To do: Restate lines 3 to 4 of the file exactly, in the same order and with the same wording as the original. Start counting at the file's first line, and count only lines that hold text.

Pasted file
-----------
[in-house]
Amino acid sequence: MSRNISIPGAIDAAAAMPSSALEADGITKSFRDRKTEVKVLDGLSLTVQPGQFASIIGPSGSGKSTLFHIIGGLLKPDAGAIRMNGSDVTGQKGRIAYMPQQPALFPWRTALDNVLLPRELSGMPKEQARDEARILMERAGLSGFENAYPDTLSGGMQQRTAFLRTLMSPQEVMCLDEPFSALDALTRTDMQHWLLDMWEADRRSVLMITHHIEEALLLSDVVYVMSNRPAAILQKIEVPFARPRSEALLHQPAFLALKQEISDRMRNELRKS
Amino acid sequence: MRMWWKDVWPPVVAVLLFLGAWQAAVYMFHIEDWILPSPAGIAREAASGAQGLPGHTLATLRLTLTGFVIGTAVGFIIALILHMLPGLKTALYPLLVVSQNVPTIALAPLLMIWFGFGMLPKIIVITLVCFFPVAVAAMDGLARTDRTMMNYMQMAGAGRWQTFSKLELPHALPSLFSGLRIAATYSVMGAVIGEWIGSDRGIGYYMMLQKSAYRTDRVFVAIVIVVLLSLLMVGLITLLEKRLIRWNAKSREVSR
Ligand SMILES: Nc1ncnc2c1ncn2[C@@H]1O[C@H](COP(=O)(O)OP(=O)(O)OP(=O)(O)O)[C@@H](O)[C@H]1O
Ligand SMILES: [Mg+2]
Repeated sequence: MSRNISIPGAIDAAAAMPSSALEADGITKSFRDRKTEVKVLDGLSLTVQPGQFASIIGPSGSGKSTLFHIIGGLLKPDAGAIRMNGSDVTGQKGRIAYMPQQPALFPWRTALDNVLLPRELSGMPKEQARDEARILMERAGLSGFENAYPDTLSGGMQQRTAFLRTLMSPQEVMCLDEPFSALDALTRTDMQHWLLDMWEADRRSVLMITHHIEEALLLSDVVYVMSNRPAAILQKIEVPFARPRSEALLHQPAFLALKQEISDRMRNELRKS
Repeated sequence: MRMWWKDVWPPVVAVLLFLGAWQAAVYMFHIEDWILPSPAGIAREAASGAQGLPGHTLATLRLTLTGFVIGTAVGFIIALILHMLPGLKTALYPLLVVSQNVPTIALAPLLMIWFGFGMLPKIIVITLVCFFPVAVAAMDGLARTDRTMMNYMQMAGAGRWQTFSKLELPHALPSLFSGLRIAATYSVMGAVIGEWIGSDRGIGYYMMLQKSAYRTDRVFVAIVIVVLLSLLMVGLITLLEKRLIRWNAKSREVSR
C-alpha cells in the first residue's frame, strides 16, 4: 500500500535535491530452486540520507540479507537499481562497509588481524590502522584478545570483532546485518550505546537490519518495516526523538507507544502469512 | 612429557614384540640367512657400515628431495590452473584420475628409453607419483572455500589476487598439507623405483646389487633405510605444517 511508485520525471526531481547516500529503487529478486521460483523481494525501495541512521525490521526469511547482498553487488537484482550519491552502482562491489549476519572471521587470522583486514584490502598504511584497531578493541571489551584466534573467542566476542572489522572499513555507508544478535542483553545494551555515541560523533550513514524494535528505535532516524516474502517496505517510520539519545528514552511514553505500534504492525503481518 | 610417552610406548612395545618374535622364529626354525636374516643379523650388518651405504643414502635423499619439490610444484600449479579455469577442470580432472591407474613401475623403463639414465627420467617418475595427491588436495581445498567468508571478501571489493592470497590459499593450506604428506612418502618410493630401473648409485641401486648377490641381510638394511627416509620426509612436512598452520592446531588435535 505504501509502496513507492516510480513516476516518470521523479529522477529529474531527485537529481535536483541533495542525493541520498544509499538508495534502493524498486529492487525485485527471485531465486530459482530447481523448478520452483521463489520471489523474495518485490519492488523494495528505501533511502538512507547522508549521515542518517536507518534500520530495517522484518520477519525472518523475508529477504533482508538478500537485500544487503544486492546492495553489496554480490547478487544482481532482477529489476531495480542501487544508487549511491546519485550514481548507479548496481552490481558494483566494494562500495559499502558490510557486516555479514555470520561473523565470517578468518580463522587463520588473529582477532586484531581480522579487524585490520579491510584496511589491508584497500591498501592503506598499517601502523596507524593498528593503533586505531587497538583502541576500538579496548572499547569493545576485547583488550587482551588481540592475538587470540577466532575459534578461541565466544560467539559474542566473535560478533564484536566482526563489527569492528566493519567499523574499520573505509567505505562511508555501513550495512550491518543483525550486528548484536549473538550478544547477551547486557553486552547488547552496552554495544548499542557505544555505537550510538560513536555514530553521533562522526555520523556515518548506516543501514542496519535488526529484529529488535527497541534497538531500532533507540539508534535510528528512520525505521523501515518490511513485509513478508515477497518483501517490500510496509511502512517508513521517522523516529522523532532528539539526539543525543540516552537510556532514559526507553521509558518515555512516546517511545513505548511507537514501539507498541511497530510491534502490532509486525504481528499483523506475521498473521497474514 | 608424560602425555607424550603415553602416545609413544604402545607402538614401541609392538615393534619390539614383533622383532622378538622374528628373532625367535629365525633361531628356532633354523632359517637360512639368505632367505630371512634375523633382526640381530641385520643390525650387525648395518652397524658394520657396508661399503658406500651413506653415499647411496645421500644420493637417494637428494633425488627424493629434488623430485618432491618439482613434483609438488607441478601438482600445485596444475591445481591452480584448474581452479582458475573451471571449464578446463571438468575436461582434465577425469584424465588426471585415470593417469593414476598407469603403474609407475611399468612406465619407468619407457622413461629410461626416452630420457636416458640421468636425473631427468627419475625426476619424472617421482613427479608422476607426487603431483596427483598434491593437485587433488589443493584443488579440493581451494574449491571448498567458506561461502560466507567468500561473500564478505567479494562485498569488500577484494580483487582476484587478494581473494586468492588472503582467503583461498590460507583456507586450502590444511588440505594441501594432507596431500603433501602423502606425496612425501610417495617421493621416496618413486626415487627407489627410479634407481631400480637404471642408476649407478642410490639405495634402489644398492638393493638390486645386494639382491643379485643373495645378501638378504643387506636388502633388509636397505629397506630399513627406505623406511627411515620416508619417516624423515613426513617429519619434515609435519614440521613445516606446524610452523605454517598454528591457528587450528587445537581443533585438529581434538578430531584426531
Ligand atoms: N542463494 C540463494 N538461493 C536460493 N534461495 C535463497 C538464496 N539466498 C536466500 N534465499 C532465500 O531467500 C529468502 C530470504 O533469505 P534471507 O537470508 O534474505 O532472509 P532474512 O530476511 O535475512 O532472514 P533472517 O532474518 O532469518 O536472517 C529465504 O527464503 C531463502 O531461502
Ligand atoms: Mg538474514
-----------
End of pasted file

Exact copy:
Amino acid sequence: MRMWWKDVWPPVVAVLLFLGAWQAAVYMFHIEDWILPSPAGIAREAASGAQGLPGHTLATLRLTLTGFVIGTAVGFIIALILHMLPGLKTALYPLLVVSQNVPTIALAPLLMIWFGFGMLPKIIVITLVCFFPVAVAAMDGLARTDRTMMNYMQMAGAGRWQTFSKLELPHALPSLFSGLRIAATYSVMGAVIGEWIGSDRGIGYYMMLQKSAYRTDRVFVAIVIVVLLSLLMVGLITLLEKRLIRWNAKSREVSR
Ligand SMILES: Nc1ncnc2c1ncn2[C@@H]1O[C@H](COP(=O)(O)OP(=O)(O)OP(=O)(O)O)[C@@H](O)[C@H]1O